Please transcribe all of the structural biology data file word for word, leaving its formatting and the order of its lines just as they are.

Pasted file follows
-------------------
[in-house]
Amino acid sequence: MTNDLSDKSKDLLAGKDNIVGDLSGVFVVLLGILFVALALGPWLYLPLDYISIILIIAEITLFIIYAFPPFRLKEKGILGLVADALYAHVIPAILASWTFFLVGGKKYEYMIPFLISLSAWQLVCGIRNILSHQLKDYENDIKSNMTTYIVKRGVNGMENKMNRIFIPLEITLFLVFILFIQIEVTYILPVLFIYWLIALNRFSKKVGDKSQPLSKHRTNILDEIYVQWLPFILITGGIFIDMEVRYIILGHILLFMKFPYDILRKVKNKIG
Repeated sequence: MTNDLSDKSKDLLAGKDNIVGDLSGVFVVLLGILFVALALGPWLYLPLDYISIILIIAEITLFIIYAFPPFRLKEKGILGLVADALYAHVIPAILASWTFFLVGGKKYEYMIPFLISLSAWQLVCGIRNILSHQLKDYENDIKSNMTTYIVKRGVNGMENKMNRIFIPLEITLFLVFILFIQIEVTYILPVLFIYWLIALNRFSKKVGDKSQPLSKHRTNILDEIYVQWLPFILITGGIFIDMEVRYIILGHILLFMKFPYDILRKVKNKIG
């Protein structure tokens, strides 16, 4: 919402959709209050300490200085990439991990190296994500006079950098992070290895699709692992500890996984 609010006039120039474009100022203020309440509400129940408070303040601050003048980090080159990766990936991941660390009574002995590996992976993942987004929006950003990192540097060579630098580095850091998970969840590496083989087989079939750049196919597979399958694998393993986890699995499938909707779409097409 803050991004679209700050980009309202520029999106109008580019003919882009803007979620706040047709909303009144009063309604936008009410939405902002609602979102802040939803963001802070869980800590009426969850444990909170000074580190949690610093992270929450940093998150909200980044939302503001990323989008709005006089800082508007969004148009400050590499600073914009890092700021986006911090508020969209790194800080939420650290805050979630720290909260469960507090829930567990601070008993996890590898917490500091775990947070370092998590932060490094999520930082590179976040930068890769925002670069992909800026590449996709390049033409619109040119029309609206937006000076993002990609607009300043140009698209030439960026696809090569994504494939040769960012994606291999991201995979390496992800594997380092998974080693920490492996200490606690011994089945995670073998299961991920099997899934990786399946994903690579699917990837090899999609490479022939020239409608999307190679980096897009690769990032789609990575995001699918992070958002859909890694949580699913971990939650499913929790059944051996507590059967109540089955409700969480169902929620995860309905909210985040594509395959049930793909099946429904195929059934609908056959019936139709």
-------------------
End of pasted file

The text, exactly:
[in-house]
Amino acid sequence: MTNDLSDKSKDLLAGKDNIVGDLSGVFVVLLGILFVALALGPWLYLPLDYISIILIIAEITLFIIYAFPPFRLKEKGILGLVADALYAHVIPAILASWTFFLVGGKKYEYMIPFLISLSAWQLVCGIRNILSHQLKDYENDIKSNMTTYIVKRGVNGMENKMNRIFIPLEITLFLVFILFIQIEVTYILPVLFIYWLIALNRFSKKVGDKSQPLSKHRTNILDEIYVQWLPFILITGGIFIDMEVRYIILGHILLFMKFPYDILRKVKNKIG
Repeated sequence: MTNDLSDKSKDLLAGKDNIVGDLSGVFVVLLGILFVALALGPWLYLPLDYISIILIIAEITLFIIYAFPPFRLKEKGILGLVADALYAHVIPAILASWTFFLVGGKKYEYMIPFLISLSAWQLVCGIRNILSHQLKDYENDIKSNMTTYIVKRGVNGMENKMNRIFIPLEITLFLVFILFIQIEVTYILPVLFIYWLIALNRFSKKVGDKSQPLSKHRTNILDEIYVQWLPFILITGGIFIDMEVRYIILGHILLFMKFPYDILRKVKNKIG
């Protein structure tokens, strides 16, 4: 919402959709209050300490200085990439991990190296994500006079950098992070290895699709692992500890996984 609010006039120039474009100022203020309440509400129940408070303040601050003048980090080159990766990936991941660390009574002995590996992976993942987004929006950003990192540097060579630098580095850091998970969840590496083989087989079939750049196919597979399958694998393993986890699995499938909707779409097409 803050991004679209700050980009309202520029999106109008580019003919882009803007979620706040047709909303009144009063309604936008009410939405902002609602979102802040939803963001802070869980800590009426969850444990909170000074580190949690610093992270929450940093998150909200980044939302503001990323989008709005006089800082508007969004148009400050590499600073914009890092700021986006911090508020969209790194800080939420650290805050979630720290909260469960507090829930567990601070008993996890590898917490500091775990947070370092998590932060490094999520930082590179976040930068890769925002670069992909800026590449996709390049033409619109040119029309609206937006000076993002990609607009300043140009698209030439960026696809090569994504494939040769960012994606291999991201995979390496992800594997380092998974080693920490492996200490606690011994089945995670073998299961991920099997899934990786399946994903690579699917990837090899999609490479022939020239409608999307190679980096897009690769990032789609990575995001699918992070958002859909890694949580699913971990939650499913929790059944051996507590059967109540089955409700969480169902929620995860309905909210985040594509395959049930793909099946429904195929059934609908056959019936139709």